Apple: Don’t Attach Your iPhone to Your Handlebar or Chassis

Vibrations from high-powered engines can damage iPhone cameras, Apple says.

In an effort to quell damaged phone cameras, phone mount companies like Ram implement in-house vibration damper technology.Ram Mount

Think twice about mounting your iPhone onto your rig if you want to use your camera again. Late last week, Apple released a statement on the dangers of engine vibration to the iPhone camera lens. This comes after motorcycle and ATV riders have complained of camera damage after mounting their phones to the handlebar.

Those with damaged phones report that the autofocus feature no longer works, making every photo blurred. “The advanced camera systems in some iPhone models include technology like optical image stabilization and closed-loop autofocus to help you capture great photos even in difficult conditions,” Apple explained. “These systems work to automatically counteract movement, vibrations, and the effects of gravity to let you focus on taking a great shot.” And while these systems are designed to counteract vibration, Apple says they can only withstand so much.

Off-road terrain adds an additional layer of vibration that manufacturers like Hondo Garage have preemptively worked against.Hondo Garage

Specifically, Apple cited the high-amplitude vibration created by engines with high power output or larger cubic capacity as damaging over extended periods. However, Apple’s claim of a time period of vibration or high engine capacity being the culprit hasn’t rung true among the consumers themselves.  Two- and four-wheel rider forums, like ADV Rider, are filled with complaints of phone cameras rendered useless after a single ride or on bikes as small as a 200cc Suzuki VanVan. Riders reported damaged phone cameras across the engine configuration spectrum, from thumpers to inline-fours. Apple did not clarify whether vibrations from riding off-road differed or increased the risk from those high-amplitude vibrations of the engine.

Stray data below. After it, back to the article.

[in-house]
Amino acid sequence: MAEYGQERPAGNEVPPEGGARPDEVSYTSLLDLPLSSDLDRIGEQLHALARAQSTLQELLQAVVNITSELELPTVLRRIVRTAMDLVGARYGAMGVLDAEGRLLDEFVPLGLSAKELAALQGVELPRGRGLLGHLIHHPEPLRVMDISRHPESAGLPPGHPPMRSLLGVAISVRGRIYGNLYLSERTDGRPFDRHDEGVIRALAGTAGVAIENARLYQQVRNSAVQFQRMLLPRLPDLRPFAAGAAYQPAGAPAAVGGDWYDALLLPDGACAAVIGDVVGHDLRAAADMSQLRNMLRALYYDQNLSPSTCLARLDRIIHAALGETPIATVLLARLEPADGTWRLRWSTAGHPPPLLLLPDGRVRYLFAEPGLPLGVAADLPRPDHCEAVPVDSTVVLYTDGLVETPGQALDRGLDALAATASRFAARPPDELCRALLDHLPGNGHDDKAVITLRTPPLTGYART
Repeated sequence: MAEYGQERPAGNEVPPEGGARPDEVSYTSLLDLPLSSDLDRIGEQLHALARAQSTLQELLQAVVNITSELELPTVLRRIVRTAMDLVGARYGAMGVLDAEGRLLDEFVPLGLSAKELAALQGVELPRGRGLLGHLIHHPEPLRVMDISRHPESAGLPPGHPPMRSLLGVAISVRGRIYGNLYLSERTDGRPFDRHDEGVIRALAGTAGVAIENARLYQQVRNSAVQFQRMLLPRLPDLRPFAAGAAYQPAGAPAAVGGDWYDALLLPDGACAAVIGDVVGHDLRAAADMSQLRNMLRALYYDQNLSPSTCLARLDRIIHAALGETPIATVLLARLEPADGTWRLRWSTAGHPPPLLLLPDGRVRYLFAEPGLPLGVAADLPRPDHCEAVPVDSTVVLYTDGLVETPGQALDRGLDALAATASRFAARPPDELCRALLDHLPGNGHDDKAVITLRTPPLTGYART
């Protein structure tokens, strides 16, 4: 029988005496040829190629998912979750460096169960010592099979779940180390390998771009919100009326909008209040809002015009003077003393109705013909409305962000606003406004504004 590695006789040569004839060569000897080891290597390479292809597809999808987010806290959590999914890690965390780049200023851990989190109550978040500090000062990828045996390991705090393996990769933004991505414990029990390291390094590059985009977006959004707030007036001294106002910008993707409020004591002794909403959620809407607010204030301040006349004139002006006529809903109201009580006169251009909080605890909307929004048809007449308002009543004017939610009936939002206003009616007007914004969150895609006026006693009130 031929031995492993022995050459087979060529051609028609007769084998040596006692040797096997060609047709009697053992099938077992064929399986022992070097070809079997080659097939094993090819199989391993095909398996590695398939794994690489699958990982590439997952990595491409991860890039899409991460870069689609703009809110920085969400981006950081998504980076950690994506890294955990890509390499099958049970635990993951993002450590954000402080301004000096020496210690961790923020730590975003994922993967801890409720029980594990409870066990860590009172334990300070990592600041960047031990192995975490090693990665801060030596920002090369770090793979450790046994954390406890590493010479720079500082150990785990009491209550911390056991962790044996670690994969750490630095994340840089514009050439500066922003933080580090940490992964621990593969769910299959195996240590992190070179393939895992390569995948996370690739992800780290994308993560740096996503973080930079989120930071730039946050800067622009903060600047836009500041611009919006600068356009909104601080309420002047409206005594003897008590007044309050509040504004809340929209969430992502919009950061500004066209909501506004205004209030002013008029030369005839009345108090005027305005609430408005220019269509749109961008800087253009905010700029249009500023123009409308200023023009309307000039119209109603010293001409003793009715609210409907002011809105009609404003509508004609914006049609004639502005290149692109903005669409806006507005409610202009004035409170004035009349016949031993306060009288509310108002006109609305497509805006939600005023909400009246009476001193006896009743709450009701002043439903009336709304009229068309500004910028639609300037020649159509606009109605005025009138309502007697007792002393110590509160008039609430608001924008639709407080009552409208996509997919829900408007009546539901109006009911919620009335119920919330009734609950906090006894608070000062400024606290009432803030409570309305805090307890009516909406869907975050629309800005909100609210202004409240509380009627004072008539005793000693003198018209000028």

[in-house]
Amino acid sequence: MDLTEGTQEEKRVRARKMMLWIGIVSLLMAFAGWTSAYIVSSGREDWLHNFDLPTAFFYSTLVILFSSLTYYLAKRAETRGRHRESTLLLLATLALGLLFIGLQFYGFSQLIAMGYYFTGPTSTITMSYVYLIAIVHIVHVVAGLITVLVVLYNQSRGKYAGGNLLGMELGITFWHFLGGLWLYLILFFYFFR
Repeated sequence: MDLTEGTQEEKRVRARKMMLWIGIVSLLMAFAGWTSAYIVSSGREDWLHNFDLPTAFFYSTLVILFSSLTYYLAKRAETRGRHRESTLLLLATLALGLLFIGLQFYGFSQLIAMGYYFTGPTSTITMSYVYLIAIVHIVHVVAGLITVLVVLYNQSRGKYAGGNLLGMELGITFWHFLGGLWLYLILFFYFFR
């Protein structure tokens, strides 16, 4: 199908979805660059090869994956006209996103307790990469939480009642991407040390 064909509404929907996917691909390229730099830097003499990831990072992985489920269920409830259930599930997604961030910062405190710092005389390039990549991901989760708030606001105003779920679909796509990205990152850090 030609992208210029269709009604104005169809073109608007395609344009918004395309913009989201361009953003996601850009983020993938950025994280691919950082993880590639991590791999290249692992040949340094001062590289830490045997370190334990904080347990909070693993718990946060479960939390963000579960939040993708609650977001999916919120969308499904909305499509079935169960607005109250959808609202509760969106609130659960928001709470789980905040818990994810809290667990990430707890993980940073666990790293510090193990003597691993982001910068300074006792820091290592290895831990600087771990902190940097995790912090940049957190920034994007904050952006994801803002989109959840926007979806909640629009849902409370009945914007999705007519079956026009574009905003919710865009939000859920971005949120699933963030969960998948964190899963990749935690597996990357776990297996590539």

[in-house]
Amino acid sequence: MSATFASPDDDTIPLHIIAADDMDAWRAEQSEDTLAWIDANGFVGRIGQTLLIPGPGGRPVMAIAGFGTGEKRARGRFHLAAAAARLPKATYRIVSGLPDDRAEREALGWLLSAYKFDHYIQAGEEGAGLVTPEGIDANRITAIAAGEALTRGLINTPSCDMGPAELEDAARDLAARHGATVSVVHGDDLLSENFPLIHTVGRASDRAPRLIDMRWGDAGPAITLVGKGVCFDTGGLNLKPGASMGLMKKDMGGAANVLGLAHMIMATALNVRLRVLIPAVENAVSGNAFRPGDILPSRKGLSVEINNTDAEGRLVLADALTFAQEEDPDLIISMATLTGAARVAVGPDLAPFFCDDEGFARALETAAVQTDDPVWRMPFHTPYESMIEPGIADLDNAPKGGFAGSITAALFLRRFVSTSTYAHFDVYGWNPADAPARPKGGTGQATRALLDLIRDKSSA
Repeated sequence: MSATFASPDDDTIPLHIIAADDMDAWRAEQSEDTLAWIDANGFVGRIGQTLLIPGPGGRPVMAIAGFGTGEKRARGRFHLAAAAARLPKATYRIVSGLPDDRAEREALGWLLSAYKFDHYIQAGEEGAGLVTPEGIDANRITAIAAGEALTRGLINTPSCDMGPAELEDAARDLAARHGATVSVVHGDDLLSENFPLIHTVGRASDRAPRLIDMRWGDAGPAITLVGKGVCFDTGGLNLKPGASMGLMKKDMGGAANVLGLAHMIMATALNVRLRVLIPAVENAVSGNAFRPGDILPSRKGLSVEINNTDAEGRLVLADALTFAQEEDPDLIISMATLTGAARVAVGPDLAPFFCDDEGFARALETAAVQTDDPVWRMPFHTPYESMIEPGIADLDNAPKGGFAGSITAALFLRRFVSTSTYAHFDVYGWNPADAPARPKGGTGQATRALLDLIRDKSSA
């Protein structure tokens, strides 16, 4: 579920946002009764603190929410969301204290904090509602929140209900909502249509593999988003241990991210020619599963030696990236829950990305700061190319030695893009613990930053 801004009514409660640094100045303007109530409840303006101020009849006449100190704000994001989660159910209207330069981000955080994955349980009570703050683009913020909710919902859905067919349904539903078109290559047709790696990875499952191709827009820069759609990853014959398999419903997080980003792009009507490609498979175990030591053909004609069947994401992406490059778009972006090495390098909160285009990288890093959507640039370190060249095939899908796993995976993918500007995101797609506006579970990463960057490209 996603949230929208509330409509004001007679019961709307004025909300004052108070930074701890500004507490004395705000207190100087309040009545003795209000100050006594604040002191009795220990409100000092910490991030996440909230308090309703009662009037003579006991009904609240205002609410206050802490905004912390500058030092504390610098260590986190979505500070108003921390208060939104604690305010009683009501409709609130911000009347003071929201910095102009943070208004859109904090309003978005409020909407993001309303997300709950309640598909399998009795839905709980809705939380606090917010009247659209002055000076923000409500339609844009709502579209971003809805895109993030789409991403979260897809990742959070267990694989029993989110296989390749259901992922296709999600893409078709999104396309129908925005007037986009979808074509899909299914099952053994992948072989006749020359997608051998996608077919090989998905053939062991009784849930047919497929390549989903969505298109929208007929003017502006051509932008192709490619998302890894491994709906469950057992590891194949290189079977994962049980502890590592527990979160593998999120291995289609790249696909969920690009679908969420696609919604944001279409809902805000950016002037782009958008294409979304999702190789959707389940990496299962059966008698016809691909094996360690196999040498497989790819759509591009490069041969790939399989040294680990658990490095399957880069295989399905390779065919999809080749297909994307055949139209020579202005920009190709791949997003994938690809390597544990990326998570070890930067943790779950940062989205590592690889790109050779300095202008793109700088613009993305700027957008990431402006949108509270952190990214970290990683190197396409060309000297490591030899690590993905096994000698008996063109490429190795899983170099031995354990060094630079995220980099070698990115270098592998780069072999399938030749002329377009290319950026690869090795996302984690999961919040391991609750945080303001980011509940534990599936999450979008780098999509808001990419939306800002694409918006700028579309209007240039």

The guidance that Apple did release is simple: Don’t attach your phone to the handlebar or chassis of any vehicle using a motorcycle-style engine. A caveat for electric scooters and small-volume engines was carved out, so long as users install a vibration-damping system to their phone mounting system. Luckily or unluckily, there are plenty of options for those trying to protect your phone camera. Companies like Hondo Garage produced vibration-damping additions to its phone mounts long before iPhone cameras were calling it quits. On the unlucky side of things, Quad Lock has posthumously created a Vibration Dampener for its vehicle mounts after reports of destroyed phones began to pile up. And while these additional pieces of protection may prolong the life of your iPhone camera, Apple notes that these vibration-damping pieces aren’t fail-safe either.